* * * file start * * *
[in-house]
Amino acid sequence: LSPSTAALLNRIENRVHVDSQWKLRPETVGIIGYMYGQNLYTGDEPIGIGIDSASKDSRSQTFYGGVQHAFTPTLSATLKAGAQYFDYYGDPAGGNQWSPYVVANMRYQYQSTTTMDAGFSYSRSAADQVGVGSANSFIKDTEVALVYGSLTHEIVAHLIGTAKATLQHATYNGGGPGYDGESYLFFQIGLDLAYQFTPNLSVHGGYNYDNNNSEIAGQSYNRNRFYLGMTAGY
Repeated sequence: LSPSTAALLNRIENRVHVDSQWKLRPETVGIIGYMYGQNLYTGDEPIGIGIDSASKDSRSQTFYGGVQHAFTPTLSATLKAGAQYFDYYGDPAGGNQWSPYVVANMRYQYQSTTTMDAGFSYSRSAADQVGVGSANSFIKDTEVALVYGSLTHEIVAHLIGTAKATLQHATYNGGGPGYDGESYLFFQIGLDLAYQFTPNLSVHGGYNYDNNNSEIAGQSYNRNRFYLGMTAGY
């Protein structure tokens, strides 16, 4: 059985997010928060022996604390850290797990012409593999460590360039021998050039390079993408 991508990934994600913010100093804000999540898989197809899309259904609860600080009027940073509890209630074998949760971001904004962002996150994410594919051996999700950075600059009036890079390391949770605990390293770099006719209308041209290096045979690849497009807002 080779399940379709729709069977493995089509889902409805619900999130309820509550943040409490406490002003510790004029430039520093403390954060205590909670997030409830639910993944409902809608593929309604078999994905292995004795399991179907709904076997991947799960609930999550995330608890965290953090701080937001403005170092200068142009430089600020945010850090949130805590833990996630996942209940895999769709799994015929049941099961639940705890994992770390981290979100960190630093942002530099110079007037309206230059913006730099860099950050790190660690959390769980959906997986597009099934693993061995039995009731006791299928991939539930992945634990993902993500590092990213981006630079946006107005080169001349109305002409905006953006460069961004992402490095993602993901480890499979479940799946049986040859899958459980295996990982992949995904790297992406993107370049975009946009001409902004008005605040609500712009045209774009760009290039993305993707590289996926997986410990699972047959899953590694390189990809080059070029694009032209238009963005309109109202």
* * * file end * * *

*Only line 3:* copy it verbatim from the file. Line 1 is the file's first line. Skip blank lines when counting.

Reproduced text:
Repeated sequence: LSPSTAALLNRIENRVHVDSQWKLRPETVGIIGYMYGQNLYTGDEPIGIGIDSASKDSRSQTFYGGVQHAFTPTLSATLKAGAQYFDYYGDPAGGNQWSPYVVANMRYQYQSTTTMDAGFSYSRSAADQVGVGSANSFIKDTEVALVYGSLTHEIVAHLIGTAKATLQHATYNGGGPGYDGESYLFFQIGLDLAYQFTPNLSVHGGYNYDNNNSEIAGQSYNRNRFYLGMTAGY